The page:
The motorcycles are very deft in carrying their passengers to their destination by whatever narrow passage they get on their way. You may have probably spotted a swarm of motorcycles is always there before all stopped vehicles at a red signal in front of an intersection. This is because the bikers pull their bikes through thin spaces or invading the footpaths. If you have the habit of walking through footpaths, you know these motorcycles very often climb on them to avoid jams on the street and become a great nuisance for pedestrians. If even there on the footpath, you fall on their way, the biker will surely make a sharp brake before you and give a belligerent glance at you as if you are an unwanted intruder into his circus ring. It is he who has violated a traffic rule, but there is arrogance on his face. This is because no police is there to point out his fault. Just a few years ago, so many bikers were not on the streets. Their appearance within so short a time indicates another major problem our society faces: joblessness. Besides creating nuisance, these motorcycles are constantly emitting toxic fumes in the air.

There are people who quickly buy a car if money comes to their hands. This is because possessing a car is still a so-called status symbol for these people. About four decades ago when we used to attend schools in the early eighties, even possessing a telephone at home was regarded such a symbol, now it is no more. But a car has its positives: it is comfortable, takes you to your destination quickly and protects you from noise and air pollution of outside, despite the fact that it constantly emits carbon dioxide and is a cause of harm for others. And people will still buy a car even if it is not necessary and make the capital even unhealthier. But take it for sure, a lot many people will, however, buy an environmentally sustaining bicycle instead of a car if there are bikeways in Dhaka.  

But, in fact, there is no lane for any kind of vehicles on the streets of Dhaka. Here traffic movement is undisciplined and chaotic, despite the fact most drivers of motorized vehicles have traffic licenses and there are trained police to control the traffic. Also, the state at different times spent huge money for building an effective signaling system, but all went in vain, the traffic condition in the city has not improved. The schools and college students came onto the streets protesting death of two of their fellow students several months ago, showed to the nation what is meant by regulating the traffic as they forced the vehicles to ply lanes.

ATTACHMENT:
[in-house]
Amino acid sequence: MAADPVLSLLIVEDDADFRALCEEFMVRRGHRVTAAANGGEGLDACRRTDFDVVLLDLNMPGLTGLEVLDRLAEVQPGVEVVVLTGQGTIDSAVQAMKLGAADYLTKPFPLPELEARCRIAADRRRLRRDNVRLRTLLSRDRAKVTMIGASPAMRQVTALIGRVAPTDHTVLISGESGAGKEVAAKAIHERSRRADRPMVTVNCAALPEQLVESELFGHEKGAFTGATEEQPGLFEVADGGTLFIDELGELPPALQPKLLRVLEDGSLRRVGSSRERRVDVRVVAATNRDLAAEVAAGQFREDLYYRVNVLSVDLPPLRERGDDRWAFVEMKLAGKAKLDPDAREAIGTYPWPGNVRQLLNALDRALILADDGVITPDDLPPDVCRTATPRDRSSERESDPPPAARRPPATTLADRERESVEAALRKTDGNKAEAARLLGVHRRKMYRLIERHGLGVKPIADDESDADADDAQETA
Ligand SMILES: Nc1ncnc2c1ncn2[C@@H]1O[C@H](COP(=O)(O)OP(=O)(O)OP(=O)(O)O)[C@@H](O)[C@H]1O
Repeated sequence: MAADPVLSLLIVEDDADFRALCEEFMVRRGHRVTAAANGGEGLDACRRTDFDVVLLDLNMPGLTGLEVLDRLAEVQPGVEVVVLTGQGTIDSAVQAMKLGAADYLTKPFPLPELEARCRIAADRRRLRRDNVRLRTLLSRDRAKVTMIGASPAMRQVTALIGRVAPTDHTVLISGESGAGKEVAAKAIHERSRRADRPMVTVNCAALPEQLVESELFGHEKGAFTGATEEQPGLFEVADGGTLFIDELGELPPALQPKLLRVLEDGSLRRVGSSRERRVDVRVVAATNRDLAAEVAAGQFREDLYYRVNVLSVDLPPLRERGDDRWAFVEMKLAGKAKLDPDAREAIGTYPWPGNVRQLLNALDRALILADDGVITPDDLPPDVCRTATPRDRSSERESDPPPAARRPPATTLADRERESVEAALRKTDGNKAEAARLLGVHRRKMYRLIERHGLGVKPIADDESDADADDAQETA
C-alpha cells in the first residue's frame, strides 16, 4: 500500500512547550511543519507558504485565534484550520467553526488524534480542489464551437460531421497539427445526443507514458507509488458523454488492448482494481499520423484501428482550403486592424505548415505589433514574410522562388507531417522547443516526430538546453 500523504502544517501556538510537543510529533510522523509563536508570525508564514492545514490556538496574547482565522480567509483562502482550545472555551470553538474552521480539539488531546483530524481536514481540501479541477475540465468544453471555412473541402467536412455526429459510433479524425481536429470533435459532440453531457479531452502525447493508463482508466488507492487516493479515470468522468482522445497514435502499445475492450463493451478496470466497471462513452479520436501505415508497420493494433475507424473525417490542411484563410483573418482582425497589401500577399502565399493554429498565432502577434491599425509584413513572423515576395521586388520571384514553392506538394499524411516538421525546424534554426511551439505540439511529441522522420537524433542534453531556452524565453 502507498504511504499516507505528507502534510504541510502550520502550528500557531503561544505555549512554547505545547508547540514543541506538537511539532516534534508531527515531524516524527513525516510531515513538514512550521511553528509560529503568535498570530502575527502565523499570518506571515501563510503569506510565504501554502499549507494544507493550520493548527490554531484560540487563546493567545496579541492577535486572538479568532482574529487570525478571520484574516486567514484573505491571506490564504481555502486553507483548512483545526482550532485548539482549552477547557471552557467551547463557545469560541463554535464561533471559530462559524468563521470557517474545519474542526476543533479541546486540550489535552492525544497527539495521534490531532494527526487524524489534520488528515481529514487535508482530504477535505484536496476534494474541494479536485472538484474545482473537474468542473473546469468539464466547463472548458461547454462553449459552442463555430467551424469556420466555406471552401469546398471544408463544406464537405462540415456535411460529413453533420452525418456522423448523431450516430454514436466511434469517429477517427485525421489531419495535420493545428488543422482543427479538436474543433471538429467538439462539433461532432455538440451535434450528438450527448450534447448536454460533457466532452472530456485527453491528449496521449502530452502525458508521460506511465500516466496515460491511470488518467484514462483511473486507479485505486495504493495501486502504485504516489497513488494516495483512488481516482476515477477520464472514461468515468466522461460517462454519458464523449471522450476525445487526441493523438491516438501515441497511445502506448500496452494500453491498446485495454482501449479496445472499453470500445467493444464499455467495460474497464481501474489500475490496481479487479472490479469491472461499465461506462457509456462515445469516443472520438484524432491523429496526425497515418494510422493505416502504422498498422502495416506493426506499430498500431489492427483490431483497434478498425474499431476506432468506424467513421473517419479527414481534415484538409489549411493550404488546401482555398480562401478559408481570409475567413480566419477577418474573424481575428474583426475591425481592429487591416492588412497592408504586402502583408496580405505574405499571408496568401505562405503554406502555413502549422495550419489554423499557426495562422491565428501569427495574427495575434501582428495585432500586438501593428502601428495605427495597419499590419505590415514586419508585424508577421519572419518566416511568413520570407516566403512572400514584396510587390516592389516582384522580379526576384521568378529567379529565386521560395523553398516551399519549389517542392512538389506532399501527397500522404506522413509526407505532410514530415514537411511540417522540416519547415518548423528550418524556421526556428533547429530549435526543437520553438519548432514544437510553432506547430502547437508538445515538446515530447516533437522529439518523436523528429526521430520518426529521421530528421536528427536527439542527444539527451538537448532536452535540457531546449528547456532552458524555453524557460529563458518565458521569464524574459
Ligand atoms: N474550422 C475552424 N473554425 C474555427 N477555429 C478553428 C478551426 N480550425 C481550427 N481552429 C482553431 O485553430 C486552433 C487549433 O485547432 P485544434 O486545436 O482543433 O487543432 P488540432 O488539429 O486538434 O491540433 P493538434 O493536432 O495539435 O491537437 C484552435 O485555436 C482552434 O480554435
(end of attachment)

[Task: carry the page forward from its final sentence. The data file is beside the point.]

They put the whole nation, not just the traffic police, on shame as they guided people to the right way of moving on the streets. As a reaction to their uneasiness, many then said that there was a lot to learn from these children. Following their protest, traffic police observed traffic weeks, caught the errant bus drivers and motorbikers and fined the vehicles with what result we all now can see: nothing has changed. One Abrar Ahmed Chowdhury had to give his life just a few days ago followed by many more students like him. And there are other countless accidents killing a countless number of people all around the country. Well, the shame is a nation can still sleep, even when these deaths could be avoided.

All the anomalies and deaths on roads are ample proof that the present BRTA as well as the traffic police has very little to offer in terms of traffic management. When this is the prevailing condition, calling authorities for an individual lane for bicycles on the main roads may seem a redundant suggestion. But the truth is pollution has so affected Dhaka’s air that the 2018 World Air Quality Report released by Greenpeace and AirVisual—that monitor global air quality—put Dhaka as the second most polluted capital in the world after Delhi about three weeks ago. Since we do not have reliable statistics on what colossal damage is being done to public health, we ought to take this kind of reports from internationally reputable farms very seriously.

No, I am not going to get a lane for bicycle on the roads of Dhaka any time soon and my desire to move in the city will remain an unrealised dream, but let’s assiduously hammer the authorities, with the hope that one day they will awaken from their subterranean sleep and save us from jams and pollution.  

The writer is Assistant Editor of The Independent.  




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Published by the Editor on behalf of Independent Publications Limited at Media Printers, 446/H, Tejgaon I/A, Dhaka-1215.
Editorial, News & Commercial Offices : Beximco Media Complex, 149-150 Tejgaon I/A, Dhaka-1208, Bangladesh. GPO Box No. 934, Dhaka-1000.

Editor : M. Shamsur Rahman
Published by the Editor on behalf of Independent Publications Limited at Media Printers, 446/H, Tejgaon I/A, Dhaka-1215.
Editorial, News & Commercial Offices : Beximco Media Complex, 149-150 Tejgaon I/A, Dhaka-1208, Bangladesh. GPO Box No. 934, Dhaka-1000.